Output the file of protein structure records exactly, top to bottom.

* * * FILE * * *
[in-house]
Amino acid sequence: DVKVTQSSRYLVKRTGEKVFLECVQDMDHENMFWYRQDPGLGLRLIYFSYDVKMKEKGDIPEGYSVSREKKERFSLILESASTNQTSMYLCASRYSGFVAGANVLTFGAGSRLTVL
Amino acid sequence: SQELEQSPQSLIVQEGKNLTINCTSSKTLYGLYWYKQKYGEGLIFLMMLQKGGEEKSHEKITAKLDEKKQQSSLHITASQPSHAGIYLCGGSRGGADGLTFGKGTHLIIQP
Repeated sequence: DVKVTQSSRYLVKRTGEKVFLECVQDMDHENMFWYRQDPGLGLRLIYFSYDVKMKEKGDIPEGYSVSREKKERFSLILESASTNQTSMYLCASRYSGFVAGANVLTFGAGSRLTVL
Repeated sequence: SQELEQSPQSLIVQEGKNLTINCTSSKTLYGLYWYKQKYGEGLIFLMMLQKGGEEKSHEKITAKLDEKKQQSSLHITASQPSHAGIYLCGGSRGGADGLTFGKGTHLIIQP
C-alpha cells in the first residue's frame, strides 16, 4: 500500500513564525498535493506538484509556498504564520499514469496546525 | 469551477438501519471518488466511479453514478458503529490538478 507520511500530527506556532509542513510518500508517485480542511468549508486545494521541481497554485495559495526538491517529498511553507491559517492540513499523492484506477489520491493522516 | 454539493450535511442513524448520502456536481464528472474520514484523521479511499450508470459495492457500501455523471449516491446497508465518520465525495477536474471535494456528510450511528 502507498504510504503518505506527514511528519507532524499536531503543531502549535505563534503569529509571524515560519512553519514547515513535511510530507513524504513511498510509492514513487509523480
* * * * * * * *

[in-house]
Amino acid sequence: DVKVTQSSRYLVKRTGEKVFLECVQDMDHENMFWYRQDPGLGLRLIYFSYDVKMKEKGDIPEGYSVSREKKERFSLILESASTNQTSMYLCASRYSGFVAGANVLTFGAGSRLTVL
Amino acid sequence: SQELEQSPQSLIVQEGKNLTINCTSSKTLYGLYWYKQKYGEGLIFLMMLQKGGEEKSHEKITAKLDEKKQQSSLHITASQPSHAGIYLCGGSRGGADGLTFGKGTHLIIQP
Repeated sequence: DVKVTQSSRYLVKRTGEKVFLECVQDMDHENMFWYRQDPGLGLRLIYFSYDVKMKEKGDIPEGYSVSREKKERFSLILESASTNQTSMYLCASRYSGFVAGANVLTFGAGSRLTVL
Repeated sequence: SQELEQSPQSLIVQEGKNLTINCTSSKTLYGLYWYKQKYGEGLIFLMMLQKGGEEKSHEKITAKLDEKKQQSSLHITASQPSHAGIYLCGGSRGGADGLTFGKGTHLIIQP
C-alpha cells in the first residue's frame, strides 16, 4: 500500500513564525498535493506538484509556498504564520499514469496546525 | 469551477438501519471518488466511479453514478458503529490538478 507520511500530527506556532509542513510518500508517485480542511468549508486545494521541481497554485495559495526538491517529498511553507491559517492540513499523492484506477489520491493522516 | 454539493450535511442513524448520502456536481464528472474520514484523521479511499450508470459495492457500501455523471449516491446497508465518520465525495477536474471535494456528510450511528 502507498504510504503518505506527514511528519507532524499536531503543531502549535505563534503569529509571524515560519512553519514547515513535511510530507513524504513511498510509492514513487509523480